You can also simply ask your new lead to confirm subscription to get them to engage right away and ensure their form submission wasn’t just a mistake. This technique is a best practice for keeping quality leads on your list and avoiding a high unsubscribe rate.
Whatever CTAs you choose, make sure they take subscribers to optimized landing pages that are easy to read and offer opportunities to navigate to other pages. The longer they stay on your website, the closer they get to making an eventual purchase.
The more actionable you make your content, the more people will remember it. Are you trying to drive traffic to a landing page? Then you need a CTA link. Want people to share your latest post? Then provide a link to it regardless of whether you publish the entire post in your newsletter. Have an email series or course that focuses on education? Add links to worksheets. It’s also important to note that a CTA doesn’t always have to be a link. It could be a request for people to hit reply and share their thoughts w/ you.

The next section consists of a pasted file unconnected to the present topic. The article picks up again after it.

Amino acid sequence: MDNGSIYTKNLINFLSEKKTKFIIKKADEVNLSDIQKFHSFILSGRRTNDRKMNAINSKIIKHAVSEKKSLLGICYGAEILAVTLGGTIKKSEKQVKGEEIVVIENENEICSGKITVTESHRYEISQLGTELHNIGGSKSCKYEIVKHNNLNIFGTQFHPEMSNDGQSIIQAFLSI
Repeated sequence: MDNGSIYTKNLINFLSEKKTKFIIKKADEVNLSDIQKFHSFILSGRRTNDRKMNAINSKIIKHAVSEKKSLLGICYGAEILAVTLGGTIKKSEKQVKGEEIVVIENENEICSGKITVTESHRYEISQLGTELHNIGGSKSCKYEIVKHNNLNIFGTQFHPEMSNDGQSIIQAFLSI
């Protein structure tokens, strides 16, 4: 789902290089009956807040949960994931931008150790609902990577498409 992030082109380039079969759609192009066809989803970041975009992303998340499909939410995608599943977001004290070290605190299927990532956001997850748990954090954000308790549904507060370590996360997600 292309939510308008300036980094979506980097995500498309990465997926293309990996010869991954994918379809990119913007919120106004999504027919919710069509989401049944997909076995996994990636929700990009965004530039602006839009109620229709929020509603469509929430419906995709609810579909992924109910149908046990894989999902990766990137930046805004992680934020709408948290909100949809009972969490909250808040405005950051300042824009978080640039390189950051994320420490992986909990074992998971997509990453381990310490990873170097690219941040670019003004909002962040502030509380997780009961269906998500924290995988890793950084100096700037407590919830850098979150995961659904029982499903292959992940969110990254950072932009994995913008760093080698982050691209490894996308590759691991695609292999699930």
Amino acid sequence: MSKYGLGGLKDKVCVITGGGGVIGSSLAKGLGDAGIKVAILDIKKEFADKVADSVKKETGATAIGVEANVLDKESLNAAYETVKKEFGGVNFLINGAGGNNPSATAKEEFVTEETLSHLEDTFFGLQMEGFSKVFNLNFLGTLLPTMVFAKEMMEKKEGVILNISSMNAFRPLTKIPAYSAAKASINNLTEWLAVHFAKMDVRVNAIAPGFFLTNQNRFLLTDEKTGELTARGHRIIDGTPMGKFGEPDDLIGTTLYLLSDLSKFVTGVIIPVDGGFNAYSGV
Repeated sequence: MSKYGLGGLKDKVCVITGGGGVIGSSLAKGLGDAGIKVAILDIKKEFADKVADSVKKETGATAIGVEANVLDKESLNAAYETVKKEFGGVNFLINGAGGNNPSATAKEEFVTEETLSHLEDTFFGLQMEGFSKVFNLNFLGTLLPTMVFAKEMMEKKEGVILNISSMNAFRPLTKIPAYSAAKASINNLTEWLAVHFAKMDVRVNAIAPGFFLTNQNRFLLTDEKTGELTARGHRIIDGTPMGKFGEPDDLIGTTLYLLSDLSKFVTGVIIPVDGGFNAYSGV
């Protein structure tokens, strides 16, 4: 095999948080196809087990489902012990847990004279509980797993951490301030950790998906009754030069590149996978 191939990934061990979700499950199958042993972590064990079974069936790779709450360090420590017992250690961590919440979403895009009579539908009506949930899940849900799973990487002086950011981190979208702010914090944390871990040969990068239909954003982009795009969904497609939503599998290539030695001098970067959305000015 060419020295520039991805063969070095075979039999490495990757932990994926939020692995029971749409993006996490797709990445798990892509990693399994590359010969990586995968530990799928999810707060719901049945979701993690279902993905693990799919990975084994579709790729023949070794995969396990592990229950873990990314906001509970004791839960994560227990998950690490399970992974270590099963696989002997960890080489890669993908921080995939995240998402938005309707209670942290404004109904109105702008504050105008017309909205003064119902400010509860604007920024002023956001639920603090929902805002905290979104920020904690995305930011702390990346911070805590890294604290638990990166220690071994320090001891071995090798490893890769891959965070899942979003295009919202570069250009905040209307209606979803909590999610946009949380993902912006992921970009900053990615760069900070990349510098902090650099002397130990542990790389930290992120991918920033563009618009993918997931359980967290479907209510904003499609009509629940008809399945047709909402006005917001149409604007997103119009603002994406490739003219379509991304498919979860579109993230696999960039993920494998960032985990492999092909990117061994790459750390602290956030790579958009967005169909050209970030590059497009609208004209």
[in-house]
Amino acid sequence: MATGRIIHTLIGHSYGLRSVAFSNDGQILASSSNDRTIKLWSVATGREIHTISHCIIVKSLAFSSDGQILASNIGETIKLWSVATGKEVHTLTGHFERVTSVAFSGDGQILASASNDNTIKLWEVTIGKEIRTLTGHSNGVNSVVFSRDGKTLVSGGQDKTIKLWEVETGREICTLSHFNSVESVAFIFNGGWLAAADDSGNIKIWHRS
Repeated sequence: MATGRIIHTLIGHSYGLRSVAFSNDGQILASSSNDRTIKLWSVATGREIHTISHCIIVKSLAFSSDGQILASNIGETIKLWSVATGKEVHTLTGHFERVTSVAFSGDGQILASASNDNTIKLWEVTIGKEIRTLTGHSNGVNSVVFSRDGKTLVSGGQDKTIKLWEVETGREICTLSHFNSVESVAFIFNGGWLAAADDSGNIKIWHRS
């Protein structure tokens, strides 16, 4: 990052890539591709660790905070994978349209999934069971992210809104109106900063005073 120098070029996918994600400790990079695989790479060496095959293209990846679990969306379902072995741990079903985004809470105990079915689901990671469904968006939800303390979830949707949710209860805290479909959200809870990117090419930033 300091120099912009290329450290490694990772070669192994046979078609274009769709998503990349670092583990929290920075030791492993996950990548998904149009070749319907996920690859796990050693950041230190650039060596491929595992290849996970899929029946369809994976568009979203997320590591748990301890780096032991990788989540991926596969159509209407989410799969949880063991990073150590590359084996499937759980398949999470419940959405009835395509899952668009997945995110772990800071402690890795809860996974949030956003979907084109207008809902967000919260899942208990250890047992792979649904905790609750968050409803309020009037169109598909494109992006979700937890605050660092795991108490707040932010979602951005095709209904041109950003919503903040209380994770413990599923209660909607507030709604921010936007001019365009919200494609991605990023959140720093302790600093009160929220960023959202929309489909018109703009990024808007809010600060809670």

This is a great time to invite your new subscribers to follow you on social media, check out some of your popular blog posts, or even segment them further with link triggers and other automation rules.
There should be at most one major call-to-action in every email and your welcome email is no exception. This is a great time to invite your new subscribers to follow you on social media, check out some of your popular blog posts, or even segment them further with link triggers and other automation rules.
Jazib Zaman’s advice is to include CTAs that will lead subscribers to complete actions that your paying customers usually take:
The copy for a welcome email should be all about getting the end user to perform the major action in your app that gets them to an “onboarded” state. Could be completing setup, adding a project, inviting a user, or reading a manual. Whatever steps you find that the majority of users who become paying customers perform. Those are the things you push towards in the welcome email.
Getting new leads is the easiest part of the process. Keeping these leads, converting them into customers, and maintaining a consistent retention rate is the real challenge, and it all starts with a welcome email.